ImageA new batch of US State Embassy cables released specifically dealing with the US relationship with Pakistan draw attention to a number of Pakistani political issues, the military aid the US has been giving Pakistan, the deployment of US troops in Pakistan and the growing conflict between India and Pakistan, which the US appears to be gaming to advance its own foreign policy.

The release is the product of a partnership between the Dawn Media Group and WikiLeaks that began in the last week of April of this year. Around 4,000 cables are to be released over the next few weeks.

There are numerous ways to begin to examine the cables. This post covers the use of drone technology in Pakistan.

Kayani Asks US to Loan Pakistan Unmanned Air Vehicles (UAVs)

The cable getting attention is 08ISLAMABAD609 sent out by Anne W. Patterson on February 11, 2008. It details a meeting between Pakistan General Ashfaq Kayani, Chief of Army Staff, and US CENTCOM Commander and Admiral William J. Fallon on January 22. During the meeting, the two discuss expanding military assistance and training along with improving cooperation in Afghanistan.

Kayani asks Fallon to assist in providing “continuous Predator coverage of the conflict area.” Fallon is unable to offer the “assets to support his request” but offers Joint Tactical Aircraft Controller (JTAC) support for Pakistani aircraft. Kayani does not find this offer politically acceptable.

Fallon offers JTAC training for Pakistani troops. A brief discussion on the complexities of “building a night-capable, air-to-ground capability in the Pakistan army” ends with Kayani conceding such a “big project” could not be undertaken. But, during the meeting, Kayani does emphasize the need for tactical SIGINT capability for Pakistan’s military aircraft. Though not interested in Predator drones, he would like to procure Unmanned Air Vehicles (UAVs) and asks if the US could “grant or loan them to Pakistan.”

In December 2009, just as US President Barack Obama delivered a speech on sending 30,000 more troops to Afghanistan, US officials also began to commit to more use of drones in Pakistan. The New York Times’s Scott Shane covered this development reporting officials were “talking with Pakistan about the possibility of striking in Baluchistan for the first time—a controversial move since it is outside the tribal areas.”

(Note, the controversy was not that covert military operations were being considered in a country where war powers had not been authorized with congressional approval. The issue was that an area outside of areas where strikes had been much more acceptable was being considered. The Timesalso uses the CIA as a cover for military actions like drone strikes. See the headline for this quote, “CIA to Expand Use of Drones in Pakistan.” But this isn’t covert. The US is committing military personnel to the country. This is obvious in the cables.)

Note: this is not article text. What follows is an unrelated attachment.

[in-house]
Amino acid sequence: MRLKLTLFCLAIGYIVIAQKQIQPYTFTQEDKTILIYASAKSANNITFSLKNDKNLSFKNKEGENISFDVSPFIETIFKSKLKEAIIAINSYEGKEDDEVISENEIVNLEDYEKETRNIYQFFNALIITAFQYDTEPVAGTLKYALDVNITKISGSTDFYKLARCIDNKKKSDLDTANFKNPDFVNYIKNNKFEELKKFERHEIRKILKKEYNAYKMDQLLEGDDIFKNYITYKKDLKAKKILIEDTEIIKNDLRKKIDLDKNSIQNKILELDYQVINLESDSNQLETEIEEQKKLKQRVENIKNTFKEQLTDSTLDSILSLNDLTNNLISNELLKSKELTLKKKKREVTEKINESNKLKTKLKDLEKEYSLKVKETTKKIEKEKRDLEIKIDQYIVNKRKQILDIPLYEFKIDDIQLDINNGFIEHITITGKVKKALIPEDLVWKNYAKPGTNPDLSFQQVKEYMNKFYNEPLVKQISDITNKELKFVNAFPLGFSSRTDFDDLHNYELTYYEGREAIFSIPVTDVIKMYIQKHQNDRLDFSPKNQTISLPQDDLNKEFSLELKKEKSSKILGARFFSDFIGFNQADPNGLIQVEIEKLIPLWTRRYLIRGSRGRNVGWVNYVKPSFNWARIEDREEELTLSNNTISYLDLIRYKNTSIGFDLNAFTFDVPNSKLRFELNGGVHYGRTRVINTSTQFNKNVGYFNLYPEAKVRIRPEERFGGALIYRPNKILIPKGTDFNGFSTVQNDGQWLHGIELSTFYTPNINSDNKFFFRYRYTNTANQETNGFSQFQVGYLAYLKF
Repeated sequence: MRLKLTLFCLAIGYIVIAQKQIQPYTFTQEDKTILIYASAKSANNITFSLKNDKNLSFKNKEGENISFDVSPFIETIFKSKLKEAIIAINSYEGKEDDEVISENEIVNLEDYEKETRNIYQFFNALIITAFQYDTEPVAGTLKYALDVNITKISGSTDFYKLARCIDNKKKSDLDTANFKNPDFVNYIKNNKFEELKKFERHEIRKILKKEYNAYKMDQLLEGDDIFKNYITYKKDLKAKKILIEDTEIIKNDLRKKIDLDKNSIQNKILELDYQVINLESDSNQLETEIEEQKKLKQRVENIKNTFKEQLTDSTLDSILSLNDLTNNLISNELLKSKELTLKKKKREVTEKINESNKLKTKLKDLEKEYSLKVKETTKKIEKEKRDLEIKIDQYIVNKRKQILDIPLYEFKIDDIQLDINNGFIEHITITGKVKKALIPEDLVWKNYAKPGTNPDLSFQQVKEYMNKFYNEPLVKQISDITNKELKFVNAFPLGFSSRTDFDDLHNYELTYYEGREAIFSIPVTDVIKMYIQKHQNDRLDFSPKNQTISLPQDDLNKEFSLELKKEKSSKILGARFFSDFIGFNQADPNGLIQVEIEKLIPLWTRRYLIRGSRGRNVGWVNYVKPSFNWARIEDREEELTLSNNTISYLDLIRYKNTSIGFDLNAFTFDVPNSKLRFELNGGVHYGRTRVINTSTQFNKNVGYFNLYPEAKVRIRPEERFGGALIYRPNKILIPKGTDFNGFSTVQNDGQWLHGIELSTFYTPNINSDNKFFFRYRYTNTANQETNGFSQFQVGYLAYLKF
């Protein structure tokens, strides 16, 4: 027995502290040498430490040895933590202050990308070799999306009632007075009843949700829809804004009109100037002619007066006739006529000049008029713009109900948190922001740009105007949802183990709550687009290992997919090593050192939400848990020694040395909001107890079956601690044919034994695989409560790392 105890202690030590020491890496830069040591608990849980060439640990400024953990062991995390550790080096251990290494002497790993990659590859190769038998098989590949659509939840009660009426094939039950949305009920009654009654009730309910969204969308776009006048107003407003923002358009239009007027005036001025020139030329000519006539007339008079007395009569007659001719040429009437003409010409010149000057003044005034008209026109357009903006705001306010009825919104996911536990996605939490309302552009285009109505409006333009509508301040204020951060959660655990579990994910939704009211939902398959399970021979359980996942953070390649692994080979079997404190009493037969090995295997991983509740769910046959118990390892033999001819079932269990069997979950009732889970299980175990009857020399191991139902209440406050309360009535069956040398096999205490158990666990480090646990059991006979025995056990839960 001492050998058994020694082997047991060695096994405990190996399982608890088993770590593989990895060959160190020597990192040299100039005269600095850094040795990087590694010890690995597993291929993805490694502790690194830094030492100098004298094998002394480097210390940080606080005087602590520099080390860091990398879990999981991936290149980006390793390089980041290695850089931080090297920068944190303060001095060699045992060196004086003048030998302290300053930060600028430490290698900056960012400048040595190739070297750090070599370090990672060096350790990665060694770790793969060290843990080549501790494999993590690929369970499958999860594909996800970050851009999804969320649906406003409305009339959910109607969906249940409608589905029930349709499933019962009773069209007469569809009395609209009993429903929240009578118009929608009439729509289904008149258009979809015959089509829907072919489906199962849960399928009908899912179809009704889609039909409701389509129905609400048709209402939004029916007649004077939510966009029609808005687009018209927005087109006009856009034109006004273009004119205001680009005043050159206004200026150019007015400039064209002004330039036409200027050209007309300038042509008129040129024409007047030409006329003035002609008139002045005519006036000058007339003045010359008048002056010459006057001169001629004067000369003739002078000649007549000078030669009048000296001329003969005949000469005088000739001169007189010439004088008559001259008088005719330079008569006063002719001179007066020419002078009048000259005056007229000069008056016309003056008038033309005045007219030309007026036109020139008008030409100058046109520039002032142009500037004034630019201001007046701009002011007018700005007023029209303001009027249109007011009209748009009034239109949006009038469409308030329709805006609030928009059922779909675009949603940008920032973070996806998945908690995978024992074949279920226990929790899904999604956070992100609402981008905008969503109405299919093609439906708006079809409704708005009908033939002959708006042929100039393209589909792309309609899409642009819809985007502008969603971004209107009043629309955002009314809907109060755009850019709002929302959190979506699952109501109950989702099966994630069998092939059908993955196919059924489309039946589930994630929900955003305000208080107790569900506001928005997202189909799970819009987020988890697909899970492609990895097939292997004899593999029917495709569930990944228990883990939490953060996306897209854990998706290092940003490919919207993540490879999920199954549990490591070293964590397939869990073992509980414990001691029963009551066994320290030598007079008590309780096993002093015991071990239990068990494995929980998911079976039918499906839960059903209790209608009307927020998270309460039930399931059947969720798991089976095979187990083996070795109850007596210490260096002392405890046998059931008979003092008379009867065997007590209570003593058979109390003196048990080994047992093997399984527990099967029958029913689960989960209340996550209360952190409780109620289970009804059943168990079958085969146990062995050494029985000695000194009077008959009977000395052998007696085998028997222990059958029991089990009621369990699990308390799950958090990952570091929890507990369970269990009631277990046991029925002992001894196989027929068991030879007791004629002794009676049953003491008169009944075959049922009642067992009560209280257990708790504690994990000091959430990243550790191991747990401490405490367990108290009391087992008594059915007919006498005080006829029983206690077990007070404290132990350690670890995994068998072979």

Zardari Welcomes “Acquisition of Modern Technology”

A cable on a congressional delegation led by US Senator Patrick Leahy (09ISLAMABAD1123) reveals President Asif Ali Zardari in May of 2009 requested the US use drone technology so his forces could take out the militants. He “welcome the acquisition of modern technology” believing having drones would make it more difficult for media or anyone else to criticize the actions the Army might take to protect Pakistan’s sovereignty.

Another cable (08ISLAMABAD3677) focuses on the reaction in Pakistan in the immediate aftermath of what was believed to be the first such attack in the settled areas of the Northwest Frontier Province, outside of the tribal areas. Prime Minister Yousaf Raza Gilani sharply condemned the strike within “Pakistan proper,” which US diplomat Anne Patterson describes as a “watershed event.”

The strikes were “intolerable” to Gilani. In Pakistani Parliament. Pakistan Muslim League-N (PML-N) Opposition Leader Chaudhry Nisar Ali Khan criticized the Pakistan government’s “inability to stop alleged U.S. incursion and asked that the matter be taken to the United Nations.”

PML-N leader Ahsan Iqbal cited the Bannu attack as evidence that the GOP must have a secret agreement with the US. Other parliamentarians claimed that they have seen drones hovering over Swat, and warned that future attacks could spread to Peshawar and Islamabad.

Jamiat Ulema-e-Islam leader Maulana Fazlur Rehman also made an impassioned speech during the Assembly session against alleged U.S. action in Bannu calling it “U.S. aggression and violation of Pakistan’s territorial integrity.” Rehman’s party will hold a secret meeting to discuss their future actions in response to the continued drone strikes, according to contacts within the party. The Bannu attack is particularly significant for Fazlur because he represents the Bannu district.

Interestingly, “vehemently secular” Muttahida Quami Movement (MQM) Deputy Parliamentary Leader Haider Rizvi claimed he would not be able to handle the growing popular and political pressure from these attacks and declared the Pakistan people “had not made their peace with drone attacks in the tribal areas and a shift into mainland Pakistan was even more inflammatory.”

“Friendly countries are being asked to help Pakistan in convincing the US to respect Pakistan’s sovereignty,” said Chairman of the Joint Committee Raza Rabbani. UN Secretary General Ban Ki-Moon was “concerned” about the US attacks but didn’t intervene because he found it to be a “bilateral issue.”